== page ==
There are no words in the English language that convey all the feelings I have for you and your little family. All I can say is that I love you. You are never alone, not now and not in your final moments. Angels – literal and figurative, on this side and the other, respectively – are present, holding your hand and those of your family. They love you and they eagerly await the wonderful reunion ahead. Until we meet again, my sweet friend…


Love Always,


Elle


My husband and I want you to know that WE know God sends rescue when we simply cannot rescue ourselves. Sometimes we know we are rescued and sometimes we are unaware. Sometimes we are rescued according to OUR plan and sometimes we are rescued in accordance with GOD’s plan. Sometimes we are rescued to live another day and sometimes we are rescued to the other side. Sometimes the rescue, being performed by other humans, is imperfect – but He ALWAYS sends rescue. Because you are His child, on the first day Christmas, God sent His Son. He sent rescue.


The Storm


At the edge of a village, in a small home within sight of a small bay, a young man lives with his father. One day, the young man gets into his skiff on a beautiful, cloudless afternoon for an hour or two of fishing. He rows his boat out a few hundred yards into the bay, baits his hook, casts his line into the ocean, and waits patiently for a fish to bite. Soon, the warm sun and gentle rocking of the boat lulls the man into a relaxed state, and he lowers his hat over his eyes, leans back against the boat seat and falls asleep.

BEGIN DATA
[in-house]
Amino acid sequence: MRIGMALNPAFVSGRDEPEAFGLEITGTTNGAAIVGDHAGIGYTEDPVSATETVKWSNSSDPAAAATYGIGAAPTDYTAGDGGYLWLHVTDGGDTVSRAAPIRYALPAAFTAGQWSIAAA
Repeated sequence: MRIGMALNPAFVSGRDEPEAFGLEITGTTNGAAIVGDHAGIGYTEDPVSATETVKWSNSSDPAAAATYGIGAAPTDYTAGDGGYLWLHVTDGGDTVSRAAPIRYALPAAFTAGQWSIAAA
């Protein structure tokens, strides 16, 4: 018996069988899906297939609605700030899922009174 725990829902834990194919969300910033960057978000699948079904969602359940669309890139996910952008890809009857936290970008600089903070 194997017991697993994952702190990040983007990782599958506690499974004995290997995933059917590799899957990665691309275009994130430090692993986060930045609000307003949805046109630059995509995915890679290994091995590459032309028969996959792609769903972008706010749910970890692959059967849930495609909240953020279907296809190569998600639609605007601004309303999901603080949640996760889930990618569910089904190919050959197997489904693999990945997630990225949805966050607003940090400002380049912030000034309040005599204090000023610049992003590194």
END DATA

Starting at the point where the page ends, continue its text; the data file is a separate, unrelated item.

Sometime later, he awakens to the wild rocking of his little boat on the ocean and the spray of salt water to his face. With dawning horror, he realizes a storm has unexpectedly blown in and he has drifted far from the safety of the shore. He can no longer see his little village, or his home, and his situation is dire. The storm is growing in intensity and his skiff is taking on water. With utter certainty, he realizes his options are limited and his time is short. After taking a mere few seconds to process his new reality, he comes to the following conclusion: He can pray to God and wait for his father to send rescue OR he can pray to God for saving grace AND row with all his might to shore.